It's usual for any government to selectively release some of their Budget policies before it's dropped on Parliament. This year is no exception.
At present we have an $11 billion deficit. The Government claims it's going into the next election with a balanced budget. So I am surprised this week's pre-Budget policy releases save very little.
They can be called "wedge issues" that seem deliberately targeted at those on modest means. For example, does anyone believe spending a derisory $1 million on contraception for beneficiaries and their daughters is anything more than sending a message that women on the DPB need to stop breeding?
I wonder if they thought to offer castration to the sons of beneficiaries?
If we really want to reduce teenage pregnancy and abortion it would be more principled, and just as cost-effective, to offer it to all young women.
Another policy, adding another couple of bucks on prescriptions, is just a way of grinding down the poor.
John Key's Government is even upbeat about sacking an average of one teacher from every school. The survivors get the extra kids in their classes. The savings are going to charter schools before they are sold to prospective buyers.
How cynical to cut a school's funding, lowering performance and thus encouraging frustrated parents to send their kid to a privatised charter school that got the money.
Tertiary students with poor parents can kiss away their equal opportunity, too. Increasing loan repayments is one thing. But a new policy of reducing placements at universities and stopping any loans after four years means those students can forget about professions in medicine and post-graduate studies.
Here's the point I'm making: none of these announcements target our wealthier citizens. What's more, these policies save less than $200 million.
This week has been about targeting the poor to detract from the Government's economic incompetence and the dodgy behaviour of National's coalition partner.
We have a smiling salesman intent on transforming our once egalitarian society into a corporate state where the rich get the privileges at the expense of the poor.
Don't believe me? On Monday night I was working late in my office. A couple of members of my union turned up at nearly midnight after an altercation with the police in Glen Innes.
This Government is waging a war on this working-class community at night.
Seventy-six state homes are being demolished or trucked out of the community to enable the sale of land to property developers to build McMansions for the wealthy.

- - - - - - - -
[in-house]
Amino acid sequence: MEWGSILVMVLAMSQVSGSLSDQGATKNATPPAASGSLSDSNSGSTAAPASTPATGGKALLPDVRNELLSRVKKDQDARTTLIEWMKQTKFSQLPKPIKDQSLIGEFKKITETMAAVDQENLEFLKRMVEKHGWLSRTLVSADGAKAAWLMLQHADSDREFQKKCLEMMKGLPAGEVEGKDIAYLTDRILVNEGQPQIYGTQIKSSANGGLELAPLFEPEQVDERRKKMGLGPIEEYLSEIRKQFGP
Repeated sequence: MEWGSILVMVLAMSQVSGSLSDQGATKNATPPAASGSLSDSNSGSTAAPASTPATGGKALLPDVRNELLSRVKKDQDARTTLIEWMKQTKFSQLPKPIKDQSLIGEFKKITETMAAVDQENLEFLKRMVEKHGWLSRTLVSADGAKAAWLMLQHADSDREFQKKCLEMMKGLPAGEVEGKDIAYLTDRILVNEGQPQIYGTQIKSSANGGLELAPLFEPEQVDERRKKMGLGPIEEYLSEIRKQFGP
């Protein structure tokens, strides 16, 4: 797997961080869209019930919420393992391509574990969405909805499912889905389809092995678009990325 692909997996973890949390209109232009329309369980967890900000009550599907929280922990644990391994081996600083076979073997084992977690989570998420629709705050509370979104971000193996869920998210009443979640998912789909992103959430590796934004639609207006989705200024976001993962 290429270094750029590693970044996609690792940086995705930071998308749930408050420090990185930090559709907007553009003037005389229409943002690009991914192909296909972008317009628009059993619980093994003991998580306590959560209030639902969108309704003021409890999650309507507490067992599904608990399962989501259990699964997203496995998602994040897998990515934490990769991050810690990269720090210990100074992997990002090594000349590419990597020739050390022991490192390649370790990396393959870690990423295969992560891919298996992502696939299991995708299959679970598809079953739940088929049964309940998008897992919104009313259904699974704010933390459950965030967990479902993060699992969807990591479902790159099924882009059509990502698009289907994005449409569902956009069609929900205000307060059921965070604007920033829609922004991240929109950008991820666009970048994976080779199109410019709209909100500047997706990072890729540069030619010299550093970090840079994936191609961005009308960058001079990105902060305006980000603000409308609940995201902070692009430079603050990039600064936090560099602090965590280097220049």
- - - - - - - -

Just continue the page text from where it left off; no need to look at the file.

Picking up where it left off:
The residents have lived there for generations and have paid for their homes, through rent, many times over.
They accepted they'd have to move, but in many consultation meetings by Housing NZ and various ministers they were led to believe that no one would be moved out of their neighbourhood.
As recently as last year Pita Sharples turned up at a public meeting and assured the residents it wouldn't happen.
Those promises have now been broken.
No minister has returned. Instead the Minister of Housing, from the safety of Wellington, insults these long-term residents saying: "We no longer house criminal gangs in old, cold, mouldy state houses on half-acre sections."
He should visit this area to get his facts right rather than smearing the locals.
Who do turn up are the cops, to bust up the local protests and make sure the houses are removed. Our own form of cleansing. It's not ethnic, but rather class.
In the past three weeks 10 people have been arrested. Two needed hospital treatment and several women told me they had been injured by police.
Protest stalwart John Minto, who has been helping the residents, has been targeted, arrested twice on trumped-up charges and even had his ribs broken. And before some of you start twittering that Minto deserves it, he has never advocated violence and hasn't had a conviction for 20 years.
One of his arrests was made within a minute of his arrival at a peaceful rally where he was a publicised speaker.
There is something nasty going on. Maybe the offer of free contraception could be extended to anyone the Government decides is too poor - or lives on land they'd like to give to someone richer.